1. 4.3.2.1. – review by Joe Pesci II aka Matt Usher

    Noel Clarke, that fearless chronicler of youthful urban masculinity, attempts his most difficult challenge yet: gazing across the gender divide and seeing how women respond to male shenanigans. The answer appears to be: they run around in their underwear, go shopping (sometimes in underwear) and have group hugs (underwear optional). Yes, this is a film that a ‘lad’ might describe as feminist, just so long as he doesn’t have to explain why Tasmin Egerton eschews trousers for the flimsiest of plot reasons. Sexist claptrap masquerading as feminine empowerment or vice versa? Let’s leave that question to the philosophers/semiologists/people who get paid to write about those things.

    So, this is a lads’ feminist heist gangster soap caper film, and it’s not often you can say that, so congratulations to Noel Clarke for masterminding this silly, enjoyable, clever yet dumb exercise in logical story construction which isn’t as clever as it thinks it is but is a lot better than it had any right to be.

    So, to borrow the film’s blurb, we have 4 Girls (a motley assortment whose friendship is a mystery – supposedly college pals though that seems more than a tad unlikely) who we follow across 3 Days in 2 Cities (London and New York), and they have 1 Chance (to do something unspecified). There’s been a big diamond heist (so big that everyone in the film is glued to the TV watching news coverage) but the diamonds are being channelled through some low-level gangsters in Britain (basically Adam Deacon at his most Deaconian). It’s Friday evening and our protagonists head their separate ways for the weekend. But the diamonds have somehow ended up in Ophelia Lovibond’s possession, except she doesn’t realise it! And she’s feeling neglected and unloved and all alone (and Sean Pertwee plays her dad and he’s really quite bad possibly because he doesn’t get killed)! And then the Bionic Woman (2007 vintage) (Michelle Ryan) springs to the defence (or does she?)! Meanwhile Tamsin Egerton jets off to New York for an audition and to turn some cyber-sex into real sex only to discover that she’s got a diamond too! And she meets Kevin Smith playing a fat courier! Meanwhile token black semi-Brazilian lesbian Shanika Warren-Markland gets locked into a panic room with her girlfriend (Susannah Fielding) whilst her diamond-smuggling half-brother has a party! Meanwhile token American Emma Roberts is at the wrong end of a raid on a corner shop she works in! And she has to fancy writer/producer/co-director Noel Clarke as the diamond-smuggling shopkeeper! (Well, it’s his film, and you get the feeling he really enjoyed making it – the thank-yous on the end credits go on forever, which is either endearing or cringe-inducing.)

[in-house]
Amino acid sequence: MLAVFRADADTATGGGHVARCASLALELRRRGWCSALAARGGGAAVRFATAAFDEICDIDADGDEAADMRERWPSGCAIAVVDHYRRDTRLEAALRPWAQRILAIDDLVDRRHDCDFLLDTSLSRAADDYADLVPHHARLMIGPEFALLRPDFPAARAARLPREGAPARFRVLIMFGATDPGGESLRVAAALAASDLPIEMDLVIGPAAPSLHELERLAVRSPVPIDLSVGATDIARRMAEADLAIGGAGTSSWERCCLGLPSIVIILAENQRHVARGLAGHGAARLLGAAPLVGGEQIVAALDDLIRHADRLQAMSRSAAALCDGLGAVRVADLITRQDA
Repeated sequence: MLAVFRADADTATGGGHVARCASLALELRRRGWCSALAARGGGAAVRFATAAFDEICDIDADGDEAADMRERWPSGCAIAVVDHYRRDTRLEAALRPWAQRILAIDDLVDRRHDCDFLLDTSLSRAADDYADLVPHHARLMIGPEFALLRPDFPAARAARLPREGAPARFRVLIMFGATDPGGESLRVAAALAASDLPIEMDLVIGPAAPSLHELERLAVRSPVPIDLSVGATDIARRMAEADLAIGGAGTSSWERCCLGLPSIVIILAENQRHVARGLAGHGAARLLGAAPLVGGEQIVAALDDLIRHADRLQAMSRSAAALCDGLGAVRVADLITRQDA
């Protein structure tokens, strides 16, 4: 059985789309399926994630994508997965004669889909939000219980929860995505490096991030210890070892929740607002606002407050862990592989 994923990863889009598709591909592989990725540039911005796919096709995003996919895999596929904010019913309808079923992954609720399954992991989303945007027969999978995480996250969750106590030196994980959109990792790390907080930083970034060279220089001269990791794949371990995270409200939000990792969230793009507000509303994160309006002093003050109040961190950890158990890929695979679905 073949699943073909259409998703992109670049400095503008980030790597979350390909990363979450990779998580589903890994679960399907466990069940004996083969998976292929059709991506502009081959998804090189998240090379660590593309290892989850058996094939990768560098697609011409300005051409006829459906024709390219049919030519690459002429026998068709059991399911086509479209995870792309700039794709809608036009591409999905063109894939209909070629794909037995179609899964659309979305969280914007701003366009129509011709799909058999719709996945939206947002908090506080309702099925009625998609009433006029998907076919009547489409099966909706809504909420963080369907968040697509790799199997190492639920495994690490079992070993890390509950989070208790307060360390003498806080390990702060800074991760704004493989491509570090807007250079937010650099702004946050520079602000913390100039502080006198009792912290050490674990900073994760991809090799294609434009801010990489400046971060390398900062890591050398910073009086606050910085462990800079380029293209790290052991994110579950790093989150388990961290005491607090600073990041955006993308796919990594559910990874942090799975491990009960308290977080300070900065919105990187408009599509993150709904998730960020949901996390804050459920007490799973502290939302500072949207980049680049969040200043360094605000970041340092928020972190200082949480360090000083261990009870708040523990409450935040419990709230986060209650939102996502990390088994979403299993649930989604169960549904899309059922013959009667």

The film follows each girl across the weekend in turn, thus leaving clues and questions about what’s happening elsewhere in the narrative. This device works quite well and more or less guarantees that someone who likes the film first time round will want to watch it again to see how everything slots into place. The problem is that there is a lot of credibility-stretching going on (though the film does acknowledge this occasionally) and some of the mysteries really aren’t worth the bother. And the film-makers seem to have a lucrative product placement contract with Pringles.